It has been labelled everything from a reptile to a dinosaur.
But it turns out the Loch Ness monster might, in fact, just be a giant eel, according to an eye-catching new study.
University of Otago geneticist, Professor Neil Gemmell, says his is the “only plausible theory” to explain the mysterious sightings of the creature over the years.
He adds that there is no “definitive evidence” of a monster, nor proof of a giant reptile in the famous Scottish lake.
Gemmell made his findings after analysing 250 samples of water taken from Loch Ness.
DNA from each sample was captured, extracted and sequenced then compared against global databases to reveal a comprehensive picture of life present in the Loch.
“Most species are so small you can barely see them but there are a few that are larger and of course the question we're all asking is - is there anything big enough to explain the sorts of observations people have made over the years that have led to this myth or this legend of a monster or creature in Loch Ness?” asked Professor Gemmell.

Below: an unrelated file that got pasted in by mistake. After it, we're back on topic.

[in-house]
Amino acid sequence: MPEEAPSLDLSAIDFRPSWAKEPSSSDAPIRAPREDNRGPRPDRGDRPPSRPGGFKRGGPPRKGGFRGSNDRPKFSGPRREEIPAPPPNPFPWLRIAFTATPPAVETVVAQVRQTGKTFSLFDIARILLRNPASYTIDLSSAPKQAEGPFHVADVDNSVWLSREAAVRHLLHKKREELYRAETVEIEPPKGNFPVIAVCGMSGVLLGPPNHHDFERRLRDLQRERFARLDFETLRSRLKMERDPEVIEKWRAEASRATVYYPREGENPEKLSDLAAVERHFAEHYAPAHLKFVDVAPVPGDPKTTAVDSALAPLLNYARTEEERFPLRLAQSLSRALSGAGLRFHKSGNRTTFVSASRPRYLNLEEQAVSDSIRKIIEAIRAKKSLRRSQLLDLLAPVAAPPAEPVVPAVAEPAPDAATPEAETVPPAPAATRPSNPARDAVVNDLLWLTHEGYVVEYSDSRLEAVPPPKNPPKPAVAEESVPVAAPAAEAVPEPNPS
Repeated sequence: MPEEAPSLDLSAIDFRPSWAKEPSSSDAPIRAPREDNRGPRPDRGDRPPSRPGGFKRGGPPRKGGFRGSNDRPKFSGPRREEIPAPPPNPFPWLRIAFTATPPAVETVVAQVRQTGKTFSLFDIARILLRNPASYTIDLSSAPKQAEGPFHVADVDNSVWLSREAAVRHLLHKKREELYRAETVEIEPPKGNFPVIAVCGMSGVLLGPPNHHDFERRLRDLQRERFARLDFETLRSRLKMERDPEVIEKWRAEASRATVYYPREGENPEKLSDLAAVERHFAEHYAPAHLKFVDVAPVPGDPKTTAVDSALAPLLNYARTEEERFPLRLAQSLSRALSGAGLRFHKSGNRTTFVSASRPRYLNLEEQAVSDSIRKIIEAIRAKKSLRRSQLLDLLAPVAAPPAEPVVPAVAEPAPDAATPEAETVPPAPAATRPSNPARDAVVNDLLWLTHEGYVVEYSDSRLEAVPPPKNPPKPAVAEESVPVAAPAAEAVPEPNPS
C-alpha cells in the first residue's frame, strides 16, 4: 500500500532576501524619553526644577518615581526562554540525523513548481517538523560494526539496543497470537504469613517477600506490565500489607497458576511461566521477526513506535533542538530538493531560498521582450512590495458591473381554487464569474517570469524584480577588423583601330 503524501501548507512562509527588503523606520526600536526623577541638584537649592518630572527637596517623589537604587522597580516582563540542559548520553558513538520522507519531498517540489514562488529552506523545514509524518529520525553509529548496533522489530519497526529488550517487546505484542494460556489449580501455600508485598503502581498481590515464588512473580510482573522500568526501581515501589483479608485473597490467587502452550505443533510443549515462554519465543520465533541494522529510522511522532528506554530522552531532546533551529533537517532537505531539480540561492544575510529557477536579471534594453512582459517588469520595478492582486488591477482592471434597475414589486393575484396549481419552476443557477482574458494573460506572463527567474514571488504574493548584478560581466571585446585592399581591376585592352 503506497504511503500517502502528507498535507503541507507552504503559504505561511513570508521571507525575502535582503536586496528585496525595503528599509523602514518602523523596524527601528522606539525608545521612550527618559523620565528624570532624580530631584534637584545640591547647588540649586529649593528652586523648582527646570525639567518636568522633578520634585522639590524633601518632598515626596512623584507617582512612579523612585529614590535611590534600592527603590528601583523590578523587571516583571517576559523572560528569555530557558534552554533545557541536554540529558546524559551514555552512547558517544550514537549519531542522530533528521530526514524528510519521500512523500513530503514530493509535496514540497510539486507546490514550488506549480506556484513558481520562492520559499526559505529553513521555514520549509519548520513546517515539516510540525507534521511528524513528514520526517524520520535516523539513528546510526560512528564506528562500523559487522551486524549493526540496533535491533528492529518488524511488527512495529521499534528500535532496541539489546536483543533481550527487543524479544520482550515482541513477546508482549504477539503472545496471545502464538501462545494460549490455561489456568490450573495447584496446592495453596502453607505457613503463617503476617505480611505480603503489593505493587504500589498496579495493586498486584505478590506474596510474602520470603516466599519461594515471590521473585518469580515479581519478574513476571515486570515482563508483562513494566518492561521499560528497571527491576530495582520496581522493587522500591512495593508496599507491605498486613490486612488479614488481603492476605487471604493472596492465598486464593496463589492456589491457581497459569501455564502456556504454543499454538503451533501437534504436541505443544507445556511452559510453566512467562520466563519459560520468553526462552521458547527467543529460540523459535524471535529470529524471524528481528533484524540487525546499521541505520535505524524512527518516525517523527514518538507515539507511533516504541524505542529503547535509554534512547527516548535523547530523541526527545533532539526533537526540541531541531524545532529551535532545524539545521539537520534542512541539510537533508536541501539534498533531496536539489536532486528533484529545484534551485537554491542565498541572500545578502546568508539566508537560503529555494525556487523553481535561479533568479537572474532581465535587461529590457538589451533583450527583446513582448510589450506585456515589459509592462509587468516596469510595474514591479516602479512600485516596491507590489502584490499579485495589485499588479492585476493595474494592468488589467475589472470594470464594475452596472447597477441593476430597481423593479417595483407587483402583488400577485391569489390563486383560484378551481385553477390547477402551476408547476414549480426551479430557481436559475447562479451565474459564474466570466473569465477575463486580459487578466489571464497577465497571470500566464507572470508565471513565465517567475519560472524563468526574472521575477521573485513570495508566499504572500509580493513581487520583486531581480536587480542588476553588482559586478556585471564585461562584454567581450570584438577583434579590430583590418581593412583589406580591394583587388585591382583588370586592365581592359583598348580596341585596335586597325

He told reporters: “We found large amounts of eel DNA in the Loch Ness.
"Every single site we went to had eels. The sheer volume was a bit of a surprise.
"Is it possible there’s a giant eel? Maybe. We don’t know if the DNA is gigantic or just many small eels.
"They normally grow to four to six metres in length, and people say they’re observing something much larger than that.
"Is it a giant eel? I don’t know but it’s something we could plausibly test.”
The findings will disappoint those who are desperate for “Nessie” to exist.
The monster was first "spotted" back in 565 – a biography of Irish monk Saint Columba mentions a giant "water beast" dragging a man to his death in the Loch.
However, wider interest in the monster was not sparked until 1933 after a road was built along the loch, making it far less isolated.
The following year saw the publication of the infamous "surgeon’s photograph".
In 1975 the famous shot was exposed as a hoax, made using a toy submarine with a carved monster’s head.